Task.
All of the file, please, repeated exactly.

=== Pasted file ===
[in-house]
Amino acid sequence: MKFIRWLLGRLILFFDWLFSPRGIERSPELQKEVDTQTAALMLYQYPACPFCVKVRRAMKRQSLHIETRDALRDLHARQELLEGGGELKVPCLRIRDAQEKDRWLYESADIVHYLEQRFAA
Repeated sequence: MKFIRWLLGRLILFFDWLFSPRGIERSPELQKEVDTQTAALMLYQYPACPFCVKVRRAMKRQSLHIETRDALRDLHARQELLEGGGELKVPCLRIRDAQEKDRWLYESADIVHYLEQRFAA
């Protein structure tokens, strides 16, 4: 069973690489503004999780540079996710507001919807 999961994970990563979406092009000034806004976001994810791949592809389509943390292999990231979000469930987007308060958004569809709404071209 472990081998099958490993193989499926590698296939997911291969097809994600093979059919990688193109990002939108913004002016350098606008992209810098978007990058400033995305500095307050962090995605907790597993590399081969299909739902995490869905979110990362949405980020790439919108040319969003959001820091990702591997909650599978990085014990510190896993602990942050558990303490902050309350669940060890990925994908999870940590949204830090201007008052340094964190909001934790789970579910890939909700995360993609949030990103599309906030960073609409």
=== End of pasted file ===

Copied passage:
[in-house]
Amino acid sequence: MKFIRWLLGRLILFFDWLFSPRGIERSPELQKEVDTQTAALMLYQYPACPFCVKVRRAMKRQSLHIETRDALRDLHARQELLEGGGELKVPCLRIRDAQEKDRWLYESADIVHYLEQRFAA
Repeated sequence: MKFIRWLLGRLILFFDWLFSPRGIERSPELQKEVDTQTAALMLYQYPACPFCVKVRRAMKRQSLHIETRDALRDLHARQELLEGGGELKVPCLRIRDAQEKDRWLYESADIVHYLEQRFAA
């Protein structure tokens, strides 16, 4: 069973690489503004999780540079996710507001919807 999961994970990563979406092009000034806004976001994810791949592809389509943390292999990231979000469930987007308060958004569809709404071209 472990081998099958490993193989499926590698296939997911291969097809994600093979059919990688193109990002939108913004002016350098606008992209810098978007990058400033995305500095307050962090995605907790597993590399081969299909739902995490869905979110990362949405980020790439919108040319969003959001820091990702591997909650599978990085014990510190896993602990942050558990303490902050309350669940060890990925994908999870940590949204830090201007008052340094964190909001934790789970579910890939909700995360993609949030990103599309906030960073609409």